If $h(x)=0$ if $x<0$ and $h(x)=1$ if $x\geq 0$, prove there exists does there does not exist a function $f:\mathbb{R}\rightarrow\mathbb{R}$ such that $f'(x)=h(x)$.

Proof: We will show that $h$ is not continuous ax $x=0$ which will imply that $h$ is not differentiable. Let $x_n=\frac{(-1)^n}{n}$. We see that the $\lim_{n\to\infty}\frac{(-1)^n}{n}=0$. But if $n$ is even then $\lim_{n\to\infty} h(x_n)=\lim_{n\to\infty}h(\frac{(-1)^n}{n})=\lim_{n\to\infty}h(\frac{1}{n})=1$. But if $n$ is odd then $\lim_{n\to\infty}h(x_n)=\lim_{n\to\infty}h(\frac{-1}{n})=0$. Hence $h$ is discontinous at $x=0$. Would this show there cannot be a function $f'(x)=h(x)$?

New Proof: Suppose that there exist a function $f$ such that $f'(x)=h(x)$. Since $f$ is differentiable over all real numbers it follows that $f$ is differentiable on $[-1,1]$. Then $f'(-1)=h(-1)=0$ and $f'(1)=h(1)=1$. Thus $f([-1,1])=[0,1]$ by the preservation of interval's theorem. Then pick $a\in[0,1]$ where $a=\frac{1}{2}$ and it follows by darboux's theorem that there is a point $c\in[-1,1]$ such that $f'(c)=a=\frac{1}{2}$. But this contradicts my assumption.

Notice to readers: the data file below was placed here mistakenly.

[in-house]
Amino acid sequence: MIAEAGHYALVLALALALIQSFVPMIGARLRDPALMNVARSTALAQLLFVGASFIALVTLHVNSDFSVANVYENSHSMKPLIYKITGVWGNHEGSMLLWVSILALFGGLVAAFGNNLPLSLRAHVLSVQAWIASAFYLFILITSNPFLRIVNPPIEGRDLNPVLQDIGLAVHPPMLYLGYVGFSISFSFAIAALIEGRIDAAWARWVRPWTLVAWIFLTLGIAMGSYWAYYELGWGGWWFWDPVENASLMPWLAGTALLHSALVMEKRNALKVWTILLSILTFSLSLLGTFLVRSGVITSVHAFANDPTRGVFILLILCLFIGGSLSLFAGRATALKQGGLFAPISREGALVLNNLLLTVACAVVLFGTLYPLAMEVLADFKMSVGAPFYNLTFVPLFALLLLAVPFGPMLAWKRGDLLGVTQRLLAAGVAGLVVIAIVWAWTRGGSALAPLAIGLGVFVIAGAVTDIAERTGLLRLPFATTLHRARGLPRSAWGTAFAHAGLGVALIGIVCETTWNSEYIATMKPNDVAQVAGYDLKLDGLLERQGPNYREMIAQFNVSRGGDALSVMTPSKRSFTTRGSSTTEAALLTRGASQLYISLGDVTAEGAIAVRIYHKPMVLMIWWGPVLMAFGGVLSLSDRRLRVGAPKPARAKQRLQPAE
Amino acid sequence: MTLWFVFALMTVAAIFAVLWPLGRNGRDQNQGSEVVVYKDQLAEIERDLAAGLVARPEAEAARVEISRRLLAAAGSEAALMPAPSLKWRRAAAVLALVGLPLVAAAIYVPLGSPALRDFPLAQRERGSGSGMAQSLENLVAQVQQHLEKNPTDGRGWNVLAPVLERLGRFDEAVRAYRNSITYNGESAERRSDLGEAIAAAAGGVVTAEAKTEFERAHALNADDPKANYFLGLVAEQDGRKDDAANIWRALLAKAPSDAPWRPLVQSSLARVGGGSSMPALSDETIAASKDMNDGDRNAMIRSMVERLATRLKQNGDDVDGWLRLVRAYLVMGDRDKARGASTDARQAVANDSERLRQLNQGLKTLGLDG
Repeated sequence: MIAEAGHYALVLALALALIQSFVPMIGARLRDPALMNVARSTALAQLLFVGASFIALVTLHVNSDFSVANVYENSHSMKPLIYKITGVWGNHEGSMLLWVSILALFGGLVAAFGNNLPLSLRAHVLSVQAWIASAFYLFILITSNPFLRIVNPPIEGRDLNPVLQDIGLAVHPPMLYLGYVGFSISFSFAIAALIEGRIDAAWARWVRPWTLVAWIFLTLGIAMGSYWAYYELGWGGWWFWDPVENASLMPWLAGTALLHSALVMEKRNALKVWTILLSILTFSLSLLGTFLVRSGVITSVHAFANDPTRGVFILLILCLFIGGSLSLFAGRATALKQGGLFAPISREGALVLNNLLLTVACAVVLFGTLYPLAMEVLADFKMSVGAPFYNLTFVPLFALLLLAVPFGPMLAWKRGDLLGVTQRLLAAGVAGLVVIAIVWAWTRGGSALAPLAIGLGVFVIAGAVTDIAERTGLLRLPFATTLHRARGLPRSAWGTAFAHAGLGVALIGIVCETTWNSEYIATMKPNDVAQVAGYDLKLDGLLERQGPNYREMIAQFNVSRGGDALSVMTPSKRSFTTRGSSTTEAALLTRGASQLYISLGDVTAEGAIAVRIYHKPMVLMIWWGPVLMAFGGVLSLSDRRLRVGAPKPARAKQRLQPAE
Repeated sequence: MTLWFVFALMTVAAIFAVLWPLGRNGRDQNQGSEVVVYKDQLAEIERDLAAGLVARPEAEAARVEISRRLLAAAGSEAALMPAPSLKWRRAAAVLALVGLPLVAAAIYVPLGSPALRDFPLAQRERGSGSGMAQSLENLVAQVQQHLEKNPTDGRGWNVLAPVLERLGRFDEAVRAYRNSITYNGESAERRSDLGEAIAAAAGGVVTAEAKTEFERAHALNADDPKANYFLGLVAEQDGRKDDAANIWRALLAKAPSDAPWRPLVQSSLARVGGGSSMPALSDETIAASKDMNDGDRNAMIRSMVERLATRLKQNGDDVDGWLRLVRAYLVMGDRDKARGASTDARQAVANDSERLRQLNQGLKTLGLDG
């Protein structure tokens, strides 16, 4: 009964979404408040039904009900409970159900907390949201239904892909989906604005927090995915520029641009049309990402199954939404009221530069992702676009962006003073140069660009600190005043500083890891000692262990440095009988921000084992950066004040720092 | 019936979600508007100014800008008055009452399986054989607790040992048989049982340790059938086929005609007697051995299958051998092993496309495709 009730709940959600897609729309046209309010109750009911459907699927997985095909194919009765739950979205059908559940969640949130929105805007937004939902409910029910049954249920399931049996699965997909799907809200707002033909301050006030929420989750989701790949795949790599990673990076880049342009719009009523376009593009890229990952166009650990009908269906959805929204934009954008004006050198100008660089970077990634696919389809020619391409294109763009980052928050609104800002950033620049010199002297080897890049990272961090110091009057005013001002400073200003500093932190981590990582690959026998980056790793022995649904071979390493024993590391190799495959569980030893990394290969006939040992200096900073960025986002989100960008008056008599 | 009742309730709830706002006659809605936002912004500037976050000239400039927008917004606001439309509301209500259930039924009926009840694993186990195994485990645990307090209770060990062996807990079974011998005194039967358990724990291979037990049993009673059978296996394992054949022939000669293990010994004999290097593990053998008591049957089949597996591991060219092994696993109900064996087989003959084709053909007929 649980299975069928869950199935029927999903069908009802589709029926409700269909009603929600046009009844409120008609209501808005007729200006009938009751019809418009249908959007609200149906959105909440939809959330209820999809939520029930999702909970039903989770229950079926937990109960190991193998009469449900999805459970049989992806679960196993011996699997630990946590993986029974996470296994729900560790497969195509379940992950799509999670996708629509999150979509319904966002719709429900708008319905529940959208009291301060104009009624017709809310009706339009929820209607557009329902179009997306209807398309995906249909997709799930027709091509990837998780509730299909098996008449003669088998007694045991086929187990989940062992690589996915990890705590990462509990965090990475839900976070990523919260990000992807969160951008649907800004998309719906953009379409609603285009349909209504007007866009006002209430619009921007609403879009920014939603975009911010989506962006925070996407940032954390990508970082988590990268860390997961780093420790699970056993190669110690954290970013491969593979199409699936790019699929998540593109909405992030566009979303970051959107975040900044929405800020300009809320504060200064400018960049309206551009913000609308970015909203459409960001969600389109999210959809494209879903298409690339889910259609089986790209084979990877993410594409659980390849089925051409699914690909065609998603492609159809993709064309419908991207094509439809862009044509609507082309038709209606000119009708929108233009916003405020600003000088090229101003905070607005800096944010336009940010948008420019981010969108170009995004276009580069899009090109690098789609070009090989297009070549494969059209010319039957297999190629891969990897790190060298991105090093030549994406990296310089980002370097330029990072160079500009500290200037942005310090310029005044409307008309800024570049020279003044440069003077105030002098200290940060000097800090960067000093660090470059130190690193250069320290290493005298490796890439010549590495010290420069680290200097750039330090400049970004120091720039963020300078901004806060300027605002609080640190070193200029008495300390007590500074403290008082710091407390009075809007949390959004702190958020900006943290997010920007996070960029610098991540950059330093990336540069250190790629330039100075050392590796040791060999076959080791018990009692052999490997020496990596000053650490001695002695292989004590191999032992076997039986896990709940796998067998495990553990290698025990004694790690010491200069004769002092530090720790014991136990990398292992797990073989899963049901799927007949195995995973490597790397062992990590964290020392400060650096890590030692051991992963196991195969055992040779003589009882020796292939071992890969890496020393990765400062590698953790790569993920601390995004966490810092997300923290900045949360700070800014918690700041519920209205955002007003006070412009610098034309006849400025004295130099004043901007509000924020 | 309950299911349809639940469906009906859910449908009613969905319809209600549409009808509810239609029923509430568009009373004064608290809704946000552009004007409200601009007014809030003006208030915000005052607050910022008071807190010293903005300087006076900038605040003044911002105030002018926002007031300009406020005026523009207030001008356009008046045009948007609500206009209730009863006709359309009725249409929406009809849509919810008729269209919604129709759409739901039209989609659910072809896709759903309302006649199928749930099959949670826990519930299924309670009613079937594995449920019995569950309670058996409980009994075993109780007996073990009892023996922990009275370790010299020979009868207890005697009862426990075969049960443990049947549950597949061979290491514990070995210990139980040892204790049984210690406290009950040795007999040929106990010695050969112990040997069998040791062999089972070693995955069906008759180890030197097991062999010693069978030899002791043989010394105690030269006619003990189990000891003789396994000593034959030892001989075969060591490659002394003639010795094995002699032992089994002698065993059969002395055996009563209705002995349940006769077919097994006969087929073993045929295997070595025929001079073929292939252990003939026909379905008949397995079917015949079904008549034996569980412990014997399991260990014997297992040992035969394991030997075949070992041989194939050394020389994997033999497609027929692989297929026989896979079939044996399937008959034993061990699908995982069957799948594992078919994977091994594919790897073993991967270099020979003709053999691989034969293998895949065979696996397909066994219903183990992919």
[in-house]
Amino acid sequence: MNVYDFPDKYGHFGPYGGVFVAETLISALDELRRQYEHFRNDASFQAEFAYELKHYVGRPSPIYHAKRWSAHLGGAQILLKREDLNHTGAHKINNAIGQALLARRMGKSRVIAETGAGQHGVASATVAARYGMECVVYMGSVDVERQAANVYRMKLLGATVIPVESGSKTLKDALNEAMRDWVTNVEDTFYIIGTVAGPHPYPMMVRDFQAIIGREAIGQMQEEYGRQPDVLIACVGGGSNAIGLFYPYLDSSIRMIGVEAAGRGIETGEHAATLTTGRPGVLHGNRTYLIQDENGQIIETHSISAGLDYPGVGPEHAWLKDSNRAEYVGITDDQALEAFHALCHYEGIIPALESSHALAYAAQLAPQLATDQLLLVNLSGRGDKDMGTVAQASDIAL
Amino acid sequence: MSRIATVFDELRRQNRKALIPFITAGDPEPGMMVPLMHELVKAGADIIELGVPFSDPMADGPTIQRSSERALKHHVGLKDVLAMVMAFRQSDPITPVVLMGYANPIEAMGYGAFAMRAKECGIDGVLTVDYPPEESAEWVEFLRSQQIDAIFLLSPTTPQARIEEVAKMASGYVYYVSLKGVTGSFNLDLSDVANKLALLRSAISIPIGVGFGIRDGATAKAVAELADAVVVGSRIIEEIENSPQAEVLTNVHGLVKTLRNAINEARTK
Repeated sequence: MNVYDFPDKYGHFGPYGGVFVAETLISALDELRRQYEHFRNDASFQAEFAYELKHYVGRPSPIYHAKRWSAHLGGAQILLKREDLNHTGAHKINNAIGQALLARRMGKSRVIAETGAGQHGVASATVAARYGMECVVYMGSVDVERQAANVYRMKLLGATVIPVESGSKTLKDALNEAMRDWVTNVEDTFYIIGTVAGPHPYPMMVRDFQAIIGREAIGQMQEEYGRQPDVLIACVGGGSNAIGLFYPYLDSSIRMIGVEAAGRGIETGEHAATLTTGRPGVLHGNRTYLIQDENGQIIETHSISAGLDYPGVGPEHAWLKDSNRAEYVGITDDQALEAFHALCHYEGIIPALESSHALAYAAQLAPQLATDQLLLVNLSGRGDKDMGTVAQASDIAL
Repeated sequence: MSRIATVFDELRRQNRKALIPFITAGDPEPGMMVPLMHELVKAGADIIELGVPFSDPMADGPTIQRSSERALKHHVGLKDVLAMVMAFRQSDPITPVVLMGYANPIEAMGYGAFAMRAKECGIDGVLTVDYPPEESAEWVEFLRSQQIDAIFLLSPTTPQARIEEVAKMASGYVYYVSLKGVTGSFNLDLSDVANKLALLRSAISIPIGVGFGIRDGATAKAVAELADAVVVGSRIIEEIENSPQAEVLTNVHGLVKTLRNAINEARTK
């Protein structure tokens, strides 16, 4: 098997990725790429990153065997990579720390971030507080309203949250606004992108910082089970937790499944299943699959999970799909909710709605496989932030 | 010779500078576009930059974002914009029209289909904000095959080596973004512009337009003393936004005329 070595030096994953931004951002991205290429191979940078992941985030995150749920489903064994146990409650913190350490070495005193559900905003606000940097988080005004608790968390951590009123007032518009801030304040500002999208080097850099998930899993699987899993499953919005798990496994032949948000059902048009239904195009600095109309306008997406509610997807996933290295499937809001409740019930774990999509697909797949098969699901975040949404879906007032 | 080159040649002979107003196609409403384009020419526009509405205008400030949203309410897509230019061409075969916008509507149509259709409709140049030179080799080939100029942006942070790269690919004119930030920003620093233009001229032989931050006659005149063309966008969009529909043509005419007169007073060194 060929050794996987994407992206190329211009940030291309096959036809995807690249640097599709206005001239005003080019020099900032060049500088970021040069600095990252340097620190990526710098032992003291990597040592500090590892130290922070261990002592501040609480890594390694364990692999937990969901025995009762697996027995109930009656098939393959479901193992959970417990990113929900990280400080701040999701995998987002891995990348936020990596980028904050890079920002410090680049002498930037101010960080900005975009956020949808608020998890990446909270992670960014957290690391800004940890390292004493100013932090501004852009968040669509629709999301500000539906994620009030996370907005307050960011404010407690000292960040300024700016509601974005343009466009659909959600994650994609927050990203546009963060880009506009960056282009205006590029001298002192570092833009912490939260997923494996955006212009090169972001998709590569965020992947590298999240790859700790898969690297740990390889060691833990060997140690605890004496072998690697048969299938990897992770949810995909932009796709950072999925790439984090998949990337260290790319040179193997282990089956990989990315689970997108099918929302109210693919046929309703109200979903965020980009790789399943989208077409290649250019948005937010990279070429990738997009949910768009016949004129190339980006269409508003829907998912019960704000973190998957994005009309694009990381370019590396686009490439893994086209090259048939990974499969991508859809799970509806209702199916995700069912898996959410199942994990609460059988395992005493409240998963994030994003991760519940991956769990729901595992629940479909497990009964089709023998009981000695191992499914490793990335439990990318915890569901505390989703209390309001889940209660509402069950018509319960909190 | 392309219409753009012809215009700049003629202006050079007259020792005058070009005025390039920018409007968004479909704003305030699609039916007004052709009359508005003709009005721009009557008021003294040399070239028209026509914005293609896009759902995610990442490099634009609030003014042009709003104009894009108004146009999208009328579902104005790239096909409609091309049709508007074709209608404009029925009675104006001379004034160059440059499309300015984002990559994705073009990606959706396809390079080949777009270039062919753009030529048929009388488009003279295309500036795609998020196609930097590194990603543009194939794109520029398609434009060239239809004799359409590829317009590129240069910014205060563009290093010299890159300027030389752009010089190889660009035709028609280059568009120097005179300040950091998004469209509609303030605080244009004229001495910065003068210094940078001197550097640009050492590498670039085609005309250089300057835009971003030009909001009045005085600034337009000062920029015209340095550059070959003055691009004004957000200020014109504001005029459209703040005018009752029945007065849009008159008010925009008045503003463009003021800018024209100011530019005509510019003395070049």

• $\begingroup$ It doesn't help at all to show that $h$ is not differentiable. You have to show that $h$ can't be the derivative of any function $f$, which is just about the opposite! $\endgroup$ – TonyK Dec 10 '13 at 17:55
  • $\begingroup$ oh ok then I'll use the hint that is given to me. $\endgroup$ – user60887 Dec 10 '13 at 17:56
  • $\begingroup$ This isn't sufficient: Derivatives do not need to be continuous, but in fact can be very poorly behaved. They do, however, satisfy the intermediate value property - so they can't have jump discontinuities. $\endgroup$ – user61527 Dec 10 '13 at 17:56
  • $\begingroup$ I have a theorem that states if $f$ is differentiable then $f$ must be continuous. So I tried working with the contrapositive. $\endgroup$ – user60887 Dec 10 '13 at 17:57
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    $\begingroup$ The contrapositive would be "if $f'$ does not exist at all points in the domain of $f$, then $f$ is not continuous over its domain." Again, not much help here. $\endgroup$ – Omnomnomnom Dec 10 '13 at 18:00

Hint: For any differentiable function $f$, $f'(x)$ must satisfy the intermediate value property.


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